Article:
Work on SECAM began in 1956. The technology was ready by the end of the fifties, but this was too soon for a wide introduction. Initially, a version of SECAM for the French 819-line television standard was devised and tested, but not introduced. Following a pan-European agreement to introduce color TV only in 625 lines, France had to start the conversion by switching over to a 625-line television standard, which happened at the beginning of the 1960s with the introduction of a second network.
The first proposed system was called SECAM I in 1961, followed by other studies to improve compatibility and image quality.
These improvements were called SECAM II and SECAM III with the later being presented at the 1965 CCIR General Assembly in Vienna.
Further improvements were SECAM III A followed by SECAM III B, the adopted system for general usage in 1967.
Soviet technicians were involved in the development of the standard, and even created their own incompatible variant called NIR or SECAM IV, which was not deployed. The team was working in Moscow's Telecentrum under the direction of Professor Shmakov. The NIR designation comes from the name of the Nautchno-Issledovatelskiy Institut Radio (NIIR, rus. Научно-Исследовательский Институт Радио), a Soviet research institute involved in the studies. Two standards were developed: Non-linear NIR, in which a process analogous to gamma correction is used, and Linear NIR or SECAM IV that omits this process.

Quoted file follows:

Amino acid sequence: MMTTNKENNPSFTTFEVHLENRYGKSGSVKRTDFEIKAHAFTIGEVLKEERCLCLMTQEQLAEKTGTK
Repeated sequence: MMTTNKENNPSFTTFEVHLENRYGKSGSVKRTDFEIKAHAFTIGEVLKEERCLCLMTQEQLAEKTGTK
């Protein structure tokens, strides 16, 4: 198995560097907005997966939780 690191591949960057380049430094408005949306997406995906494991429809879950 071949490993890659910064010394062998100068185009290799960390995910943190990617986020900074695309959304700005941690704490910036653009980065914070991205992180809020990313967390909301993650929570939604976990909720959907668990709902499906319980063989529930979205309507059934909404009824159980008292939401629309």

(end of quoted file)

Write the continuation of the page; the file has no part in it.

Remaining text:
SECAM was inaugurated in France on October 1, 1967, on la deuxième chaîne (the second channel), now called France 2. A group of four suited men—a presenter (Georges Corse, Minister of Information) and three contributors to the system's development—was shown standing in a studio. Following a count from 10, the originally black and white image switched to color; the presenter then declared "Et voici la couleur !" (fr: And here is color!) In 1967, CLT of Lebanon became the third television station in the world after the Soviet Union and France to broadcast in color, utilizing the French SECAM technology.
The first color television sets cost 5000 Francs. Color TV was not very popular initially; only about 1500 people watched the inaugural program in color. A year later, only 200,000 sets had been sold of an expected million. This pattern was similar to the earlier slow build-up of color television popularity in the USA.
SECAM was later adopted by former French and Belgian colonies, Greece, the Soviet Union and Eastern bloc countries (except for Romania and Albania), and Middle Eastern countries. However, with the fall of communism, and following a period when multi-standard TV sets became a commodity, many Eastern European countries decided to switch to PAL.
Other countries, notably the United Kingdom and Italy, briefly experimented with SECAM before opting for PAL.
Read more about this topic: SECAM
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